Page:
What does botulism and home canning have in common? Is it even safe to do your own canning? If you’ve ever worried about accidently killing someone (or making them very sick) with your home canned goods, this information is for you!
You’ve probably heard it go by from time to time. Home canned goods can contain botulism. Botulism can kill you! But is it true? Or just an old wives tale? What are the real risks? How common is it? And what is botulism anyway?
What is Botulism?
Botulism is a bacteria called Clostridium botulinum (or C. botulinum for short). It’s in the soil and water, in vegetables and meat. Even in our intestines. Basically, it’s everywhere.
If a person has been poisoned by botulism through food (foodborne botulism is just one of many forms of botulism), it attacks their nervous system. They can experience all sorts of symptoms from double vision, paralysis, and more, including death.
Botulism is scary because it can be fatal…yet, you can’t see or smell or taste it if it’s present. Because it can be found in improperly home canned food, it makes some people afraid to try home canning.
I mean, how can you protect yourself and your family against something if you don’t even know it’s there?
Botulism and Home Canning
While botulism is serious, you can see from the above numbers that less than 3 cases per year (on average) come from home canned vegetables, so it’s also very rare. This does not mean we should dismiss botulism, but a little perspective is always helpful.
The problem isn’t that botulism is everywhere but that under the right conditions it creates a toxin that will make you very sick or even kill you. What are those perfect conditions?
Botulism thrives in environments with:
- Little or no oxygen
- A pH level of less than 4.6
- Temperatures between 70-100 degrees (Fahrenheit)–think long term storage here
- A moisture content of 35% or more
What does this remind you of? If you thought a jar of home canned food, you’re right! Home canned foods that are improperly canned are the perfect breeding ground for botulism.
Botulism dies in:
- Heat (botulism itself is heat resistant, but the toxin it creates that’s deadly will die in high temperatures)*
- High acid (pH) which is why most fruit and pickled foods don’t need to be pressure canned)
- High salt
- Storing jars long term in low temperatures
Keeping these things in mind, it starts to make sense that canning recipes have you add salt, lemon juice or vinegar, contain specific boiling times, etc. They are all measures to help ensure you have a safe food product in the end.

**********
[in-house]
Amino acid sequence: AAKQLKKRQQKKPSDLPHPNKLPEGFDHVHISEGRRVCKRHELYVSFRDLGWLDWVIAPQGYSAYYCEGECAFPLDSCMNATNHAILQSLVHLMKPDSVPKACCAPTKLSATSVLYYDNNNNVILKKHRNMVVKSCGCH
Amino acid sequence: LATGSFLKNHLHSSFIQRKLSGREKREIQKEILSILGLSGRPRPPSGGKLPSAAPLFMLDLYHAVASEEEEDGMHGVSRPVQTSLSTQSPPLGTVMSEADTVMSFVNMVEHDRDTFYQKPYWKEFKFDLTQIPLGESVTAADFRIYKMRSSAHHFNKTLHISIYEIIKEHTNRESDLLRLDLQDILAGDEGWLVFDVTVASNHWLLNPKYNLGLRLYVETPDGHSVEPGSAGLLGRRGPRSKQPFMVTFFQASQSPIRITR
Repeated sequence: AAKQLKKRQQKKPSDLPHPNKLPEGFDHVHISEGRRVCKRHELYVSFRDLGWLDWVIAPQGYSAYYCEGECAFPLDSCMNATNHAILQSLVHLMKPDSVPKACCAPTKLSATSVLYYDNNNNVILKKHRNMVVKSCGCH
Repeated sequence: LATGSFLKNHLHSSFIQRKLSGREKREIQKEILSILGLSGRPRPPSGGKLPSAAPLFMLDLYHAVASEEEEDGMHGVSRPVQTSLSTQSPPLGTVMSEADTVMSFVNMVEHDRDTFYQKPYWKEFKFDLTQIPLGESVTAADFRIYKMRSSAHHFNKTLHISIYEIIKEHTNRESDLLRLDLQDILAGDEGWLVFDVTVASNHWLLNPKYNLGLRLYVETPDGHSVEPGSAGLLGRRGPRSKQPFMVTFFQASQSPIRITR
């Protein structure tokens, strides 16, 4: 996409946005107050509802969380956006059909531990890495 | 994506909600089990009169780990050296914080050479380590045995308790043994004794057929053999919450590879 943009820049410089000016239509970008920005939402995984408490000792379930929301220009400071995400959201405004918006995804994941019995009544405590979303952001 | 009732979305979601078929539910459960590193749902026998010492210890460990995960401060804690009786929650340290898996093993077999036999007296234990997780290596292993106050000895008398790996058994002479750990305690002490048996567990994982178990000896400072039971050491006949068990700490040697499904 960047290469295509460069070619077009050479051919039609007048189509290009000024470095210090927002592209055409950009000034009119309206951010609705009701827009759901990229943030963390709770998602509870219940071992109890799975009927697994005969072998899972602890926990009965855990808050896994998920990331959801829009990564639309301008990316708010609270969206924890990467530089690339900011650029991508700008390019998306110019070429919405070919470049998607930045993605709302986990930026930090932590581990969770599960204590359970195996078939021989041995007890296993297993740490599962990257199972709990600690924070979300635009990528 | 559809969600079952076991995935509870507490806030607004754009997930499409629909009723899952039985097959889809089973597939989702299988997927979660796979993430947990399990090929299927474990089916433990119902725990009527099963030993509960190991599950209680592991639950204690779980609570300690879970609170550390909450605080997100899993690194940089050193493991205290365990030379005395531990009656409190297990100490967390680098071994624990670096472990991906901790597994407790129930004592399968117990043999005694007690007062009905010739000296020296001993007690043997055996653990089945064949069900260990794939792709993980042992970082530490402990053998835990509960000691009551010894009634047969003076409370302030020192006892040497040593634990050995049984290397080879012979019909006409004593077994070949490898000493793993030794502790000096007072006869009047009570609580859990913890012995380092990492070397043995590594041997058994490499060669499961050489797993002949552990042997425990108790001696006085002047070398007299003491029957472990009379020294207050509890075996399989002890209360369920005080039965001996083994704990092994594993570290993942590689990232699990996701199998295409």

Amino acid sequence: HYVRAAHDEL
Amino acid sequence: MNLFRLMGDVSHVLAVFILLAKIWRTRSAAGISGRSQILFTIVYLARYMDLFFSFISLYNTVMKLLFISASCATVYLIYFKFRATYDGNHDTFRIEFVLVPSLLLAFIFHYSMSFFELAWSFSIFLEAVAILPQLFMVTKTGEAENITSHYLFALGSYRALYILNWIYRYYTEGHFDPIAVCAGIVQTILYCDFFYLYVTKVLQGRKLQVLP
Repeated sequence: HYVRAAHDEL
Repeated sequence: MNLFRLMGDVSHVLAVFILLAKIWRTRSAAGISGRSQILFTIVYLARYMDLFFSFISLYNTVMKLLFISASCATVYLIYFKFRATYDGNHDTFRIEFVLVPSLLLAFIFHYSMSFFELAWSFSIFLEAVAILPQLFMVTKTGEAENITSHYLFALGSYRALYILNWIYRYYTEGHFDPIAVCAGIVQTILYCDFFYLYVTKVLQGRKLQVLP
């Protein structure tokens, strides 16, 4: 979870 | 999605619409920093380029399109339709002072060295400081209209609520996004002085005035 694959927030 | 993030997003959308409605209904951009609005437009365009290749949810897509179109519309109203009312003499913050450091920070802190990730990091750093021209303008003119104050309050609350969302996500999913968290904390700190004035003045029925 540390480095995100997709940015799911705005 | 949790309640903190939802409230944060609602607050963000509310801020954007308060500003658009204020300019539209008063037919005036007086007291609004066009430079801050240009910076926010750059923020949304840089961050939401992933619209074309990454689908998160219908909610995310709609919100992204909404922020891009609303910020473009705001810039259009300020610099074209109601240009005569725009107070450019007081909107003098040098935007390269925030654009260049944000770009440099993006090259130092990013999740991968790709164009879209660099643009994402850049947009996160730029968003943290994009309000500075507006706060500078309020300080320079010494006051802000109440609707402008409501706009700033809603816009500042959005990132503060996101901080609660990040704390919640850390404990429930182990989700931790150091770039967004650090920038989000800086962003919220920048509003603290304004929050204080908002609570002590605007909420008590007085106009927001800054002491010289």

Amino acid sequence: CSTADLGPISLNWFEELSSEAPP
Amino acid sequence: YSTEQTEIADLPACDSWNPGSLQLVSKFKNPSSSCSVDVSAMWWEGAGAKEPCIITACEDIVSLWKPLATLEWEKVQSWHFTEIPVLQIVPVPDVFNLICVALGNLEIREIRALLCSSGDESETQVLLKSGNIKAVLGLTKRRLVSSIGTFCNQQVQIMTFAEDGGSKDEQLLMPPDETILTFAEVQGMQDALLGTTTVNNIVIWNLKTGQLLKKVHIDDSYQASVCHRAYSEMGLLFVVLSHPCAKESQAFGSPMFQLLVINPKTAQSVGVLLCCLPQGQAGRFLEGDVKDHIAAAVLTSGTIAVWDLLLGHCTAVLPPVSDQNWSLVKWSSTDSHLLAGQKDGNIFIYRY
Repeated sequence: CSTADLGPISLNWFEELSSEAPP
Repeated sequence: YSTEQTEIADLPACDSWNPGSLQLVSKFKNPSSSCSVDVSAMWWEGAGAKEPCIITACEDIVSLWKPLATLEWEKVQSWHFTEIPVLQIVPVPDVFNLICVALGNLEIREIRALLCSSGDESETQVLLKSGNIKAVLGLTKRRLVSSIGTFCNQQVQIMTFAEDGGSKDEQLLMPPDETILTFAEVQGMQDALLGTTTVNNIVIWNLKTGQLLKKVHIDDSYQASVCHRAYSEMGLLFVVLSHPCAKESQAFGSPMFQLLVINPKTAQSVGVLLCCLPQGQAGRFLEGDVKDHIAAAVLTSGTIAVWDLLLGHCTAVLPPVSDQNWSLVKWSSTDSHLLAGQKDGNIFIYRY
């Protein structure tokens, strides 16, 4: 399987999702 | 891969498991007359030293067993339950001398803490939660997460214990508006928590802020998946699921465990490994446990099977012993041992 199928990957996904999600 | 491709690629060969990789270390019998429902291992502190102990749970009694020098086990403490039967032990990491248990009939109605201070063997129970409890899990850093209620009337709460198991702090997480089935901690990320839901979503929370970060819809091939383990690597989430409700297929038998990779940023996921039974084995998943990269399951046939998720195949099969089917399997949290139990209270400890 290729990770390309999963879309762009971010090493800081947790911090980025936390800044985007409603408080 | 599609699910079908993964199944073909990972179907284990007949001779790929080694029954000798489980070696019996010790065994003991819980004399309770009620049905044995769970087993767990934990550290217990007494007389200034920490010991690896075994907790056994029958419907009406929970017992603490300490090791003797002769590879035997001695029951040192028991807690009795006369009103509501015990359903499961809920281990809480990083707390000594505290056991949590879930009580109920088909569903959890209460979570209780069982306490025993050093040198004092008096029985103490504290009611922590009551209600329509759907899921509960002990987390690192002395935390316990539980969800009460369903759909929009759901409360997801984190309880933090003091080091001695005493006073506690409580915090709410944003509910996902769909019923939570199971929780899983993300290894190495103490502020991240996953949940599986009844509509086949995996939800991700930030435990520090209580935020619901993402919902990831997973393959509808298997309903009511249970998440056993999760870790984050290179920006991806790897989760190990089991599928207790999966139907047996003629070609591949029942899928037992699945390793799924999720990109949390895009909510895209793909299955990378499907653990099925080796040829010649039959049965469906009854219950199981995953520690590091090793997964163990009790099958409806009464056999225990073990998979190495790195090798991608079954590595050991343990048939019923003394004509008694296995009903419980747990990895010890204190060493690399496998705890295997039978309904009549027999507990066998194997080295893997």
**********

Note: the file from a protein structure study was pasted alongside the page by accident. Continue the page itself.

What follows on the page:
This is also why some foods are safe to just water bath process (jams, jellies, pickled vegetables, tomatoes (if you add lemon juice), most fruit. And why some foods (meat, beans, vegetables) require more heat and processing.
*water bath canning temperatures generally reach 180-212 F, while a pressure canning will get up to 240 F or above, which is needed to ensure some types of food are safe.
Safe Home Canning Practices (to Remove the Threat of Botulism)
IMPROPER home canning is the problem with potential botulism poisoning. But the good news is that if you simply follow the canning directions, you’ll be okay.
Here’s what to do to protect yourself and others against botulism in your home canned goods:
- Follow the canning directions. (This is not an area where you can get creative and tweak recipes. You really need to actually FOLLOW the directions and do what they say).
- Make sure you’re using an approved canning recipe (If you’re not sure some standard go-to places are all BALL canning books (affiliate links) like this, this, this and this as well as recipes as well as well as the National Center for Home Food Preservation)
- Boil the food for the proper amount of time (10 minutes if you’re under 1,000 feet in altitude. Add 1 minute per 1,000 feet to that 10 minutes for higher elevations)
- If a jar doesn’t properly seal, stick it in the refrigerator and use it soon
- Don’t can milk, eggs, wheat or pumpkin puree (pumpkin chunks are okay, but it’s really hard to get pumpkin puree up to the proper internal temperature to make sure it’s safe)
Here’s where people go wrong:
- Not following directions (adding or deleting ingredients, not boiling for long enough, etc.)
- Using a recipe that isn’t approved recipe for canning (Your friend’s great aunt’s recipe might not be safe)
- Skipping the pressure canner on low pH foods (basically all vegetables and meat)
- Using wrong equipment (like using a multi-purpose appliance for pressure canning instead of a presser canner)
- Not boiling the jars for the proper amount of time (the time factor helps the inside of the food in the jars get to the proper temperature for safety)
Be Smart But Don’t Be Scared of Botulism in Home Canning
The bottom line is, the risk for botulism is so very minimal if you just use common sense and follow the rules. **
**A note here for the non-rule-follower-type-person. I am one of those. 100%. And yes, sometimes it kills me to not be able to tweak a canning recipe, however, growing up canning, it was instilled in me at an early age to follow. the. recipe. to. a. T.
If you don’t think you can do that, there are other ways to preserve your food besides canning it. You might want to try freezing food or freeze-drying it, or dehydrating it. Or, what I like to do is tell myself I can personalize it when I open it up later to use it. Then I can add the extra veggies or whatever I wished I could add at the time of canning.
In the end, follow the rules for just this one thing and breathe a sigh of relief. The rules are there to protect you and in the end you’ll have lovely food to eat and share with others without the fear that you might kill someone.